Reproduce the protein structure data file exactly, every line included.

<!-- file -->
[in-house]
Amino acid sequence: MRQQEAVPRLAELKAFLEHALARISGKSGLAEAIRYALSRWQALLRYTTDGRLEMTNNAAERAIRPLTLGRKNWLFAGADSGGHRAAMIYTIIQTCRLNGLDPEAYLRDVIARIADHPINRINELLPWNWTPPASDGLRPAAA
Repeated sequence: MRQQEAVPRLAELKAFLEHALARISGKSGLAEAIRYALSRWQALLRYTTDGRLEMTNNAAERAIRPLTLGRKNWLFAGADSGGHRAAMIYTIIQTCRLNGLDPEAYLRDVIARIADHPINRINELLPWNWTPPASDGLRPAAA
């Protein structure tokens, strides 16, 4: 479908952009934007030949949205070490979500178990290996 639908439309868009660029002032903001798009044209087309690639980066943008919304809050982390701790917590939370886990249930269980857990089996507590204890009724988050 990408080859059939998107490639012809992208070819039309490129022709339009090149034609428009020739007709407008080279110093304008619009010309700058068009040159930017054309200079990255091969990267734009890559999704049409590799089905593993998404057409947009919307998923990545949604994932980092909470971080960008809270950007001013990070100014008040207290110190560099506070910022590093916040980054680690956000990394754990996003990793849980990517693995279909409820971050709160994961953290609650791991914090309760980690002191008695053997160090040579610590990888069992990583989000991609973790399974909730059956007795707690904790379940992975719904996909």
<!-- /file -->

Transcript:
[in-house]
Amino acid sequence: MRQQEAVPRLAELKAFLEHALARISGKSGLAEAIRYALSRWQALLRYTTDGRLEMTNNAAERAIRPLTLGRKNWLFAGADSGGHRAAMIYTIIQTCRLNGLDPEAYLRDVIARIADHPINRINELLPWNWTPPASDGLRPAAA
Repeated sequence: MRQQEAVPRLAELKAFLEHALARISGKSGLAEAIRYALSRWQALLRYTTDGRLEMTNNAAERAIRPLTLGRKNWLFAGADSGGHRAAMIYTIIQTCRLNGLDPEAYLRDVIARIADHPINRINELLPWNWTPPASDGLRPAAA
């Protein structure tokens, strides 16, 4: 479908952009934007030949949205070490979500178990290996 639908439309868009660029002032903001798009044209087309690639980066943008919304809050982390701790917590939370886990249930269980857990089996507590204890009724988050 990408080859059939998107490639012809992208070819039309490129022709339009090149034609428009020739007709407008080279110093304008619009010309700058068009040159930017054309200079990255091969990267734009890559999704049409590799089905593993998404057409947009919307998923990545949604994932980092909470971080960008809270950007001013990070100014008040207290110190560099506070910022590093916040980054680690956000990394754990996003990793849980990517693995279909409820971050709160994961953290609650791991914090309760980690002191008695053997160090040579610590990888069992990583989000991609973790399974909730059956007795707690904790379940992975719904996909």